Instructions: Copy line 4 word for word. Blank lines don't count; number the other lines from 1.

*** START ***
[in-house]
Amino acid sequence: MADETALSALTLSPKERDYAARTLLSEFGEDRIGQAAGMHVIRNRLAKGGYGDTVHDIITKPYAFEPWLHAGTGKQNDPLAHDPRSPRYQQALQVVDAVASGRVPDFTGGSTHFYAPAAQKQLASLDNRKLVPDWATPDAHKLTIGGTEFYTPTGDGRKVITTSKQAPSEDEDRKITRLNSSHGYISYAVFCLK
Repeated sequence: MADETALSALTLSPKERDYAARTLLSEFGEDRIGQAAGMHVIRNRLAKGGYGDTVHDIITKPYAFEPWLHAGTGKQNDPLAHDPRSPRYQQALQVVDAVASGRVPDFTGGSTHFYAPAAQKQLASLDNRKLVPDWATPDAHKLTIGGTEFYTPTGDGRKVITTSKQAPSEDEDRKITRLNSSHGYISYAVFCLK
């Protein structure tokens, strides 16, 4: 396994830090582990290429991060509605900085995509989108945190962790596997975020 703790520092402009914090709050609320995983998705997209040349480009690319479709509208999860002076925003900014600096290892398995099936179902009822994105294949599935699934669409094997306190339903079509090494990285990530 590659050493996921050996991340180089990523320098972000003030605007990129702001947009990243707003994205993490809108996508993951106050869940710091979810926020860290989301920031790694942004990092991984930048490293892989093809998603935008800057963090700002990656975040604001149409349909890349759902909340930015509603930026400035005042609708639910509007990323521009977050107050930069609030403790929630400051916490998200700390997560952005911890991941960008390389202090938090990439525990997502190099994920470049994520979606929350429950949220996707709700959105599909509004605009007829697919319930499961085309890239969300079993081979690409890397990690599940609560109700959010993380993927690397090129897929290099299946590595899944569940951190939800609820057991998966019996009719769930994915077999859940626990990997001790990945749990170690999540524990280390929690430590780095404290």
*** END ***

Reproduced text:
């Protein structure tokens, strides 16, 4: 396994830090582990290429991060509605900085995509989108945190962790596997975020 703790520092402009914090709050609320995983998705997209040349480009690319479709509208999860002076925003900014600096290892398995099936179902009822994105294949599935699934669409094997306190339903079509090494990285990530 590659050493996921050996991340180089990523320098972000003030605007990129702001947009990243707003994205993490809108996508993951106050869940710091979810926020860290989301920031790694942004990092991984930048490293892989093809998603935008800057963090700002990656975040604001149409349909890349759902909340930015509603930026400035005042609708639910509007990323521009977050107050930069609030403790929630400051916490998200700390997560952005911890991941960008390389202090938090990439525990997502190099994920470049994520979606929350429950949220996707709700959105599909509004605009007829697919319930499961085309890239969300079993081979690409890397990690599940609560109700959010993380993927690397090129897929290099299946590595899944569940951190939800609820057991998966019996009719769930994915077999859940626990990997001790990945749990170690999540524990280390929690430590780095404290």